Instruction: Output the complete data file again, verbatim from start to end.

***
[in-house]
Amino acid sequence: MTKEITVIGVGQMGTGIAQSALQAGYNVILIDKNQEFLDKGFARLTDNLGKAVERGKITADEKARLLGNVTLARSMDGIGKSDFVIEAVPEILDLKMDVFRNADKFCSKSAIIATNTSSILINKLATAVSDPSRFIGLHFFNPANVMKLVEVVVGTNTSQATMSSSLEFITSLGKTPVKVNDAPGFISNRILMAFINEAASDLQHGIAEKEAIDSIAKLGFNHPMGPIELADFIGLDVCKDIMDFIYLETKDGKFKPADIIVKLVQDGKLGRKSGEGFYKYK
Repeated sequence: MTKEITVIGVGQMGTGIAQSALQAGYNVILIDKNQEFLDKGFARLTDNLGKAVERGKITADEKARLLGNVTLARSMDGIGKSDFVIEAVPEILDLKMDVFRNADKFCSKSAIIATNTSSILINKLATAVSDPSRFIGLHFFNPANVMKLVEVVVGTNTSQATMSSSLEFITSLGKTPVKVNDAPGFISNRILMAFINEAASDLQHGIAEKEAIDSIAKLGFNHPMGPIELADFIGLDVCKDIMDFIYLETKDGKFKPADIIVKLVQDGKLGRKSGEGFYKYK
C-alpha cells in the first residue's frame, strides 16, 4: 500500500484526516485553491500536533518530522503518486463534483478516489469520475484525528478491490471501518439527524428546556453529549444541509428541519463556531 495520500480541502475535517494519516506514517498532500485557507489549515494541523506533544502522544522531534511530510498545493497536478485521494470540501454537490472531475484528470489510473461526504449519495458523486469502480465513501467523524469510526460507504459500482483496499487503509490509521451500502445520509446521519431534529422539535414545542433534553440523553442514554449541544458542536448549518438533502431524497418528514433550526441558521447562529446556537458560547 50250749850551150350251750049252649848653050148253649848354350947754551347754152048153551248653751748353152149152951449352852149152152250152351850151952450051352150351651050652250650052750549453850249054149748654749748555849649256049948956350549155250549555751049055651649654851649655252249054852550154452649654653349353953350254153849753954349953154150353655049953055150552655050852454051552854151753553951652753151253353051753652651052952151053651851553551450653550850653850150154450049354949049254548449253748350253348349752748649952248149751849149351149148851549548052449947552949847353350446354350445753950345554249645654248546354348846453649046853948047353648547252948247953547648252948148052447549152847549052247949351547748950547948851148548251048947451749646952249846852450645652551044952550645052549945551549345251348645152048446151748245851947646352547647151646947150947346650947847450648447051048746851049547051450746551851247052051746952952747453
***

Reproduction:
[in-house]
Amino acid sequence: MTKEITVIGVGQMGTGIAQSALQAGYNVILIDKNQEFLDKGFARLTDNLGKAVERGKITADEKARLLGNVTLARSMDGIGKSDFVIEAVPEILDLKMDVFRNADKFCSKSAIIATNTSSILINKLATAVSDPSRFIGLHFFNPANVMKLVEVVVGTNTSQATMSSSLEFITSLGKTPVKVNDAPGFISNRILMAFINEAASDLQHGIAEKEAIDSIAKLGFNHPMGPIELADFIGLDVCKDIMDFIYLETKDGKFKPADIIVKLVQDGKLGRKSGEGFYKYK
Repeated sequence: MTKEITVIGVGQMGTGIAQSALQAGYNVILIDKNQEFLDKGFARLTDNLGKAVERGKITADEKARLLGNVTLARSMDGIGKSDFVIEAVPEILDLKMDVFRNADKFCSKSAIIATNTSSILINKLATAVSDPSRFIGLHFFNPANVMKLVEVVVGTNTSQATMSSSLEFITSLGKTPVKVNDAPGFISNRILMAFINEAASDLQHGIAEKEAIDSIAKLGFNHPMGPIELADFIGLDVCKDIMDFIYLETKDGKFKPADIIVKLVQDGKLGRKSGEGFYKYK
C-alpha cells in the first residue's frame, strides 16, 4: 500500500484526516485553491500536533518530522503518486463534483478516489469520475484525528478491490471501518439527524428546556453529549444541509428541519463556531 495520500480541502475535517494519516506514517498532500485557507489549515494541523506533544502522544522531534511530510498545493497536478485521494470540501454537490472531475484528470489510473461526504449519495458523486469502480465513501467523524469510526460507504459500482483496499487503509490509521451500502445520509446521519431534529422539535414545542433534553440523553442514554449541544458542536448549518438533502431524497418528514433550526441558521447562529446556537458560547 50250749850551150350251750049252649848653050148253649848354350947754551347754152048153551248653751748353152149152951449352852149152152250152351850151952450051352150351651050652250650052750549453850249054149748654749748555849649256049948956350549155250549555751049055651649654851649655252249054852550154452649654653349353953350254153849753954349953154150353655049953055150552655050852454051552854151753553951652753151253353051753652651052952151053651851553551450653550850653850150154450049354949049254548449253748350253348349752748649952248149751849149351149148851549548052449947552949847353350446354350445753950345554249645654248546354348846453649046853948047353648547252948247953547648252948148052447549152847549052247949351547748950547948851148548251048947451749646952249846852450645652551044952550645052549945551549345251348645152048446151748245851947646352547647151646947150947346650947847450648447051048746851049547051450746551851247052051746952952747453